“Those of your Indian brothers who were recognized as having the ability to lead others along this sacred path are known as “Road Men,” on a road where peyote is chief. It is important for you to know—and therefore for me to tell you—that you are nearing the end of your brief apprenticeship; and it is important for you to know more about those who walked this road before you. As remarkable as this may seem, and as awkward as this may appear to your logical mind, there are elements of your life that you will not be able to assimilate until you realize just who you are, and what you are meant to do.”
During breakfast, which Thunder briefly enjoyed outside on the porch, Professor Yesteryear described the life and contributions of a Road Man named Quanah Parker. He stopped eating and became very serious when he spoke of this honorable elder of the Peyote Religion. This man, he explained, was mortally wounded in battle with federal troops but was healed by peyote, which contains a number of natural antibiotics, administered to him by a Coahuiltecan Indian curandera, who further instructed Quanah in the proper manner in which to run peyote ceremonies. During his recuperation, Quanah reported seeing an influential vision of Jesus Christ, which prompted the incorporation of additional Christian practices and relics into the “Half-Moon” and “Cross-Fire” ceremonies that would follow. In a point for contemplation, Professor Yesteryear offered a personal quotation from Quanah Parker: The white man goes into his church and talks about Jesus. The Indian goes into his tipi and talks with Jesus.
Professor Yesteryear paused momentarily and then continued. “Quanah taught his people that Sacred Peyote Medicine was a sacrament given to all peoples by the Creator and that it was to be used with pure water when seeking communion. The first important point is the purposeful extension of the term medicine—well beyond the pharmacological, healing arts and into the realm of spiritual healing and vitality. Secondly, the emphasis on water, not wine, in the ceremony recognizes the destructive influence of alcohol and recreational drug use on the Peyote Road. Finally, the incorporation of additional Christian traditions into the peyote ceremony served as a buffer that helped to attenuate the relentless opposition, legal persecution, and harassment of the Peyote Religion.”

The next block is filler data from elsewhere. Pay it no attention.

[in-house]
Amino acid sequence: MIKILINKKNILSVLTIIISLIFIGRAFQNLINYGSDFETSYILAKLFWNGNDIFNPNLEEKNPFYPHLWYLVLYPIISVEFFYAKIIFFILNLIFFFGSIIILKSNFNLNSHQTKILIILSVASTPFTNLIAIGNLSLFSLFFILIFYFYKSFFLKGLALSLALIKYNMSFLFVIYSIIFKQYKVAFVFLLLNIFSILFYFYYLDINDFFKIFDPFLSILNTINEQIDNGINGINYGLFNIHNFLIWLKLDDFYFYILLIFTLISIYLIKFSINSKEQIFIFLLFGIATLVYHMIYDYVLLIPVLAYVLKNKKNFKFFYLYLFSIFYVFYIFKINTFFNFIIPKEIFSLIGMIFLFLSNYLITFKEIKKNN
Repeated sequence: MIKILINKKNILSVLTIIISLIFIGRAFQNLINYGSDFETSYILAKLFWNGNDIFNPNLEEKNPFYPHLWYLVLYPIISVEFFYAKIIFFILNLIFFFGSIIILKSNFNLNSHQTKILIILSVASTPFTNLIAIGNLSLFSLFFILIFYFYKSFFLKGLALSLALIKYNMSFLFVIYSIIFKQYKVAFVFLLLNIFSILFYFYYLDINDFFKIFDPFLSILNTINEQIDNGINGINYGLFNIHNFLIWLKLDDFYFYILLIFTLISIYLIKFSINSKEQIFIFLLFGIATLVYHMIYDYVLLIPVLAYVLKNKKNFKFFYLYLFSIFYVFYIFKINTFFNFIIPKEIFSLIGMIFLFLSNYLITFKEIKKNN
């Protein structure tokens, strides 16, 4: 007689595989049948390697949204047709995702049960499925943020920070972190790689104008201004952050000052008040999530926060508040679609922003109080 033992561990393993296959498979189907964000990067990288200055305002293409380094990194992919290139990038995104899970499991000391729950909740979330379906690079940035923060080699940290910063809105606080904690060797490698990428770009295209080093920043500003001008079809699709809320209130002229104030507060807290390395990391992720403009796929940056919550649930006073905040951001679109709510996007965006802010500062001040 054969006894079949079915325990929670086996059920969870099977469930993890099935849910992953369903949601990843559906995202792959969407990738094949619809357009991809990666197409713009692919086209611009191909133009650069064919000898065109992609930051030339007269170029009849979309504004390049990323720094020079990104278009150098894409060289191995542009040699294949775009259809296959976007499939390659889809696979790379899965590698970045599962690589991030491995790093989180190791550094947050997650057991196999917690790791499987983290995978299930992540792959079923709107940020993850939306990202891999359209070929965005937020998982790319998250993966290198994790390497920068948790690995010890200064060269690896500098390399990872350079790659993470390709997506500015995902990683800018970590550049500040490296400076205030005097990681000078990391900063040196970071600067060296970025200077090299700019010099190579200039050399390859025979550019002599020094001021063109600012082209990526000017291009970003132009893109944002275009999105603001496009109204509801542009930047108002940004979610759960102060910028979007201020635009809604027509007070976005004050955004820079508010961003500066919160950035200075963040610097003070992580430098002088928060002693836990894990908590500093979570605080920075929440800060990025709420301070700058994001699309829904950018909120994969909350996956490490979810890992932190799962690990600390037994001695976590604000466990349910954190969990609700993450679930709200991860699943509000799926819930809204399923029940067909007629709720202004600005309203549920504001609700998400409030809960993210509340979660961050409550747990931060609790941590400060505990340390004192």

“That’s very interesting, Professor Yesteryear,” said Wade, who was feeling more and more comfortable on this pharmacological common ground. “The Indian use of the term medicine for peyote and the relation of this herbal communion bread with the holy body of Christ are clearly more mystical than medicinal in intent. It’s no wonder that the ancient hunter-gatherers found spiritual comfort in Father Peyote, for even Jesus spoke of a spiritual comforter who was yet to come.”
“As a somewhat wayward but magnificent hunter-gatherer—in a beautiful, continual tradition of hunter-gatherers—you, son,” he said as he pointed his finger directly at Wade, “have inadvertently been chosen to play the part of a modern-day Road Man. But as for your personal vision quest, along with its painfully obvious and heartbreakingly romantic connotations, I can only give you the benefit of my own personal experience.
“You see, I was young once, and strong of heart, just like you, and I saw the plight of the Native American Indians as an undeniable injustice insinuating itself upon a people who were virtually helpless to resist the cultural extermination that loomed upon them. Like you, I could not in good conscience turn away from their plight, but took it upon myself to participate in some meaningful way … to document their history, to expound upon the sociological and anthropological principles—and indeed the basic American rights and freedoms—conferred by our Constitution to resist this cultural extermination and to attempt to preserve a precarious religious freedom that is of inestimable value to humanity. From the biblical burning bush, to the steps of Jacob’s Ladder, to the angels of Abraham, Jacob, and even Hiawatha, the potential value of the mystical state is inestimable—in a sacred and religious and historical and an intensely philosophical sense. I knew then, like you know now, that I simply had to help.”
— Konrad Ventana in A Desperado’s Daily Bread: A Novella, (Bloomington, Indiana: iUniverse, 2009), p. 92. Quanah Parker quotation cited by Hills Snyder in his review of the exhibition Psychedelic: Optical and Visionary Art since the 1960s entitled “Is he dead? Sit you down, father. Rest you.” (San Antonio, Texas: San Antonio Museum of Art, March 13 – August 1, 2010).
"Those of your Indian brothers who were recognized as having the ability to lead others"